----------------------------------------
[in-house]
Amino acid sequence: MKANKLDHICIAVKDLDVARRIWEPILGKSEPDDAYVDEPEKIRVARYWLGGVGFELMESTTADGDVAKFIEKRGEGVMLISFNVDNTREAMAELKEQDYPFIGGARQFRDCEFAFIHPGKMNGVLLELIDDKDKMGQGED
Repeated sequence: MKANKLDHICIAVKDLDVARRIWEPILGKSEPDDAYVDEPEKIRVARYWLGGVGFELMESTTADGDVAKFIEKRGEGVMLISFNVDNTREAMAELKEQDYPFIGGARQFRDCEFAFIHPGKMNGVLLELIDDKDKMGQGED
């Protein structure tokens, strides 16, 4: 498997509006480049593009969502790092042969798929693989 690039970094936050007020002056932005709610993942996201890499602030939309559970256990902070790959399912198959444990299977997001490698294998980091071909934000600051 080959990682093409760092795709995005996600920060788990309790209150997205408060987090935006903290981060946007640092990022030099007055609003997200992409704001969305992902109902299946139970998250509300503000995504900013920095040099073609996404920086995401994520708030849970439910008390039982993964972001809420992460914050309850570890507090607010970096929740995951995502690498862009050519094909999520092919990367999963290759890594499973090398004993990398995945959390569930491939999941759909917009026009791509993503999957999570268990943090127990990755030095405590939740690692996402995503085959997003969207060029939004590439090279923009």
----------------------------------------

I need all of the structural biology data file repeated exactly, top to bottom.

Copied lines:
[in-house]
Amino acid sequence: MKANKLDHICIAVKDLDVARRIWEPILGKSEPDDAYVDEPEKIRVARYWLGGVGFELMESTTADGDVAKFIEKRGEGVMLISFNVDNTREAMAELKEQDYPFIGGARQFRDCEFAFIHPGKMNGVLLELIDDKDKMGQGED
Repeated sequence: MKANKLDHICIAVKDLDVARRIWEPILGKSEPDDAYVDEPEKIRVARYWLGGVGFELMESTTADGDVAKFIEKRGEGVMLISFNVDNTREAMAELKEQDYPFIGGARQFRDCEFAFIHPGKMNGVLLELIDDKDKMGQGED
């Protein structure tokens, strides 16, 4: 498997509006480049593009969502790092042969798929693989 690039970094936050007020002056932005709610993942996201890499602030939309559970256990902070790959399912198959444990299977997001490698294998980091071909934000600051 080959990682093409760092795709995005996600920060788990309790209150997205408060987090935006903290981060946007640092990022030099007055609003997200992409704001969305992902109902299946139970998250509300503000995504900013920095040099073609996404920086995401994520708030849970439910008390039982993964972001809420992460914050309850570890507090607010970096929740995951995502690498862009050519094909999520092919990367999963290759890594499973090398004993990398995945959390569930491939999941759909917009026009791509993503999957999570268990943090127990990755030095405590939740690692996402995503085959997003969207060029939004590439090279923009």